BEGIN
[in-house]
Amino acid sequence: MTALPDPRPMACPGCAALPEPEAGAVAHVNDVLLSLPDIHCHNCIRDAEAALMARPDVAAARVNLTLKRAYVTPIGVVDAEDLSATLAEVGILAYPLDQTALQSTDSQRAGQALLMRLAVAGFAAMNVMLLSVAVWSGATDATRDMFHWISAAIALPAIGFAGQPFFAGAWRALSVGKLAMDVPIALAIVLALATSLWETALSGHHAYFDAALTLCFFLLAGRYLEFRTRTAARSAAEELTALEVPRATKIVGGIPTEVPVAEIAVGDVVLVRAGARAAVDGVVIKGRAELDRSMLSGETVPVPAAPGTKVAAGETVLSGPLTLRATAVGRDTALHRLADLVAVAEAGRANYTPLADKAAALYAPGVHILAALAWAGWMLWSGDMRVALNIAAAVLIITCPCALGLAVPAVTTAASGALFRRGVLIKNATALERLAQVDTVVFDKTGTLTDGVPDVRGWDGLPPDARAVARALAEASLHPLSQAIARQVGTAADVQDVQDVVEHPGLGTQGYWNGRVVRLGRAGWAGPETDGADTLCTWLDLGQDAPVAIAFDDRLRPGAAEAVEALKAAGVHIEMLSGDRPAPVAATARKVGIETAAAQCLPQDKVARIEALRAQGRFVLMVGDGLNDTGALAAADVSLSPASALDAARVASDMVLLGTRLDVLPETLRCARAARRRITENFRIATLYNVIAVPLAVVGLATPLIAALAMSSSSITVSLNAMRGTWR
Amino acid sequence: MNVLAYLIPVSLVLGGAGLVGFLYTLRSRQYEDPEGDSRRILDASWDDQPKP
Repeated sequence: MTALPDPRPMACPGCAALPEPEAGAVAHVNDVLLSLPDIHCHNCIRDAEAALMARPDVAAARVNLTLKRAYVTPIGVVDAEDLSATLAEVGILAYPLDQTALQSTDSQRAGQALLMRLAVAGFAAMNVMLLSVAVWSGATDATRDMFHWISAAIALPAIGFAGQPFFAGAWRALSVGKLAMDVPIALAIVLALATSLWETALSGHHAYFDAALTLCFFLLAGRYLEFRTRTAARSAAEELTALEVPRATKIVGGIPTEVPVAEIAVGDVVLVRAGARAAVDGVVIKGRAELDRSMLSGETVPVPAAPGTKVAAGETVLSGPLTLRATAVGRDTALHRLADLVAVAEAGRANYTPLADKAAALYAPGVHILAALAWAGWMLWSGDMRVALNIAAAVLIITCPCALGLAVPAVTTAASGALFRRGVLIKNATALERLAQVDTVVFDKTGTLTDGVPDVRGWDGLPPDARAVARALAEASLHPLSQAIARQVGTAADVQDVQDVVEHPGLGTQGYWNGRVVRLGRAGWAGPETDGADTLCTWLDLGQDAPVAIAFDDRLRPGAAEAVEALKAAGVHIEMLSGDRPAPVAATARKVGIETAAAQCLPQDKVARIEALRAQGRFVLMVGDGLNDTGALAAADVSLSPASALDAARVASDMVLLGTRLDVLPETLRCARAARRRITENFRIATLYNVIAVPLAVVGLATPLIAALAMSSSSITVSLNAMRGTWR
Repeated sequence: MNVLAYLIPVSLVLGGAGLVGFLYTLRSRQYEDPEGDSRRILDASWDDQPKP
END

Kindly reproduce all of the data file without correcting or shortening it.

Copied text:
[in-house]
Amino acid sequence: MTALPDPRPMACPGCAALPEPEAGAVAHVNDVLLSLPDIHCHNCIRDAEAALMARPDVAAARVNLTLKRAYVTPIGVVDAEDLSATLAEVGILAYPLDQTALQSTDSQRAGQALLMRLAVAGFAAMNVMLLSVAVWSGATDATRDMFHWISAAIALPAIGFAGQPFFAGAWRALSVGKLAMDVPIALAIVLALATSLWETALSGHHAYFDAALTLCFFLLAGRYLEFRTRTAARSAAEELTALEVPRATKIVGGIPTEVPVAEIAVGDVVLVRAGARAAVDGVVIKGRAELDRSMLSGETVPVPAAPGTKVAAGETVLSGPLTLRATAVGRDTALHRLADLVAVAEAGRANYTPLADKAAALYAPGVHILAALAWAGWMLWSGDMRVALNIAAAVLIITCPCALGLAVPAVTTAASGALFRRGVLIKNATALERLAQVDTVVFDKTGTLTDGVPDVRGWDGLPPDARAVARALAEASLHPLSQAIARQVGTAADVQDVQDVVEHPGLGTQGYWNGRVVRLGRAGWAGPETDGADTLCTWLDLGQDAPVAIAFDDRLRPGAAEAVEALKAAGVHIEMLSGDRPAPVAATARKVGIETAAAQCLPQDKVARIEALRAQGRFVLMVGDGLNDTGALAAADVSLSPASALDAARVASDMVLLGTRLDVLPETLRCARAARRRITENFRIATLYNVIAVPLAVVGLATPLIAALAMSSSSITVSLNAMRGTWR
Amino acid sequence: MNVLAYLIPVSLVLGGAGLVGFLYTLRSRQYEDPEGDSRRILDASWDDQPKP
Repeated sequence: MTALPDPRPMACPGCAALPEPEAGAVAHVNDVLLSLPDIHCHNCIRDAEAALMARPDVAAARVNLTLKRAYVTPIGVVDAEDLSATLAEVGILAYPLDQTALQSTDSQRAGQALLMRLAVAGFAAMNVMLLSVAVWSGATDATRDMFHWISAAIALPAIGFAGQPFFAGAWRALSVGKLAMDVPIALAIVLALATSLWETALSGHHAYFDAALTLCFFLLAGRYLEFRTRTAARSAAEELTALEVPRATKIVGGIPTEVPVAEIAVGDVVLVRAGARAAVDGVVIKGRAELDRSMLSGETVPVPAAPGTKVAAGETVLSGPLTLRATAVGRDTALHRLADLVAVAEAGRANYTPLADKAAALYAPGVHILAALAWAGWMLWSGDMRVALNIAAAVLIITCPCALGLAVPAVTTAASGALFRRGVLIKNATALERLAQVDTVVFDKTGTLTDGVPDVRGWDGLPPDARAVARALAEASLHPLSQAIARQVGTAADVQDVQDVVEHPGLGTQGYWNGRVVRLGRAGWAGPETDGADTLCTWLDLGQDAPVAIAFDDRLRPGAAEAVEALKAAGVHIEMLSGDRPAPVAATARKVGIETAAAQCLPQDKVARIEALRAQGRFVLMVGDGLNDTGALAAADVSLSPASALDAARVASDMVLLGTRLDVLPETLRCARAARRRITENFRIATLYNVIAVPLAVVGLATPLIAALAMSSSSITVSLNAMRGTWR
Repeated sequence: MNVLAYLIPVSLVLGGAGLVGFLYTLRSRQYEDPEGDSRRILDASWDDQPKP